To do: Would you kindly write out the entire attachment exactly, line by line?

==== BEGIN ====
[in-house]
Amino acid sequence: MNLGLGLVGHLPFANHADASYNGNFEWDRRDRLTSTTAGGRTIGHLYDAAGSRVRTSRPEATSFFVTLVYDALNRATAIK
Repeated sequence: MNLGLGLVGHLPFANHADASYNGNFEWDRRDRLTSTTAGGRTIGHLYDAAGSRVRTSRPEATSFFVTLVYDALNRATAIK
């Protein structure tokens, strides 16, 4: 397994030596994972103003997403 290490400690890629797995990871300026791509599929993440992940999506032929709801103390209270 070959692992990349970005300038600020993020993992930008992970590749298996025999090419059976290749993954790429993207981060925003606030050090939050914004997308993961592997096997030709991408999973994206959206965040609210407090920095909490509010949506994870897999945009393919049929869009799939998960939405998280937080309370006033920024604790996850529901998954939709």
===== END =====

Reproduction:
[in-house]
Amino acid sequence: MNLGLGLVGHLPFANHADASYNGNFEWDRRDRLTSTTAGGRTIGHLYDAAGSRVRTSRPEATSFFVTLVYDALNRATAIK
Repeated sequence: MNLGLGLVGHLPFANHADASYNGNFEWDRRDRLTSTTAGGRTIGHLYDAAGSRVRTSRPEATSFFVTLVYDALNRATAIK
């Protein structure tokens, strides 16, 4: 397994030596994972103003997403 290490400690890629797995990871300026791509599929993440992940999506032929709801103390209270 070959692992990349970005300038600020993020993992930008992970590749298996025999090419059976290749993954790429993207981060925003606030050090939050914004997308993961592997096997030709991408999973994206959206965040609210407090920095909490509010949506994870897999945009393919049929869009799939998960939405998280937080309370006033920024604790996850529901998954939709």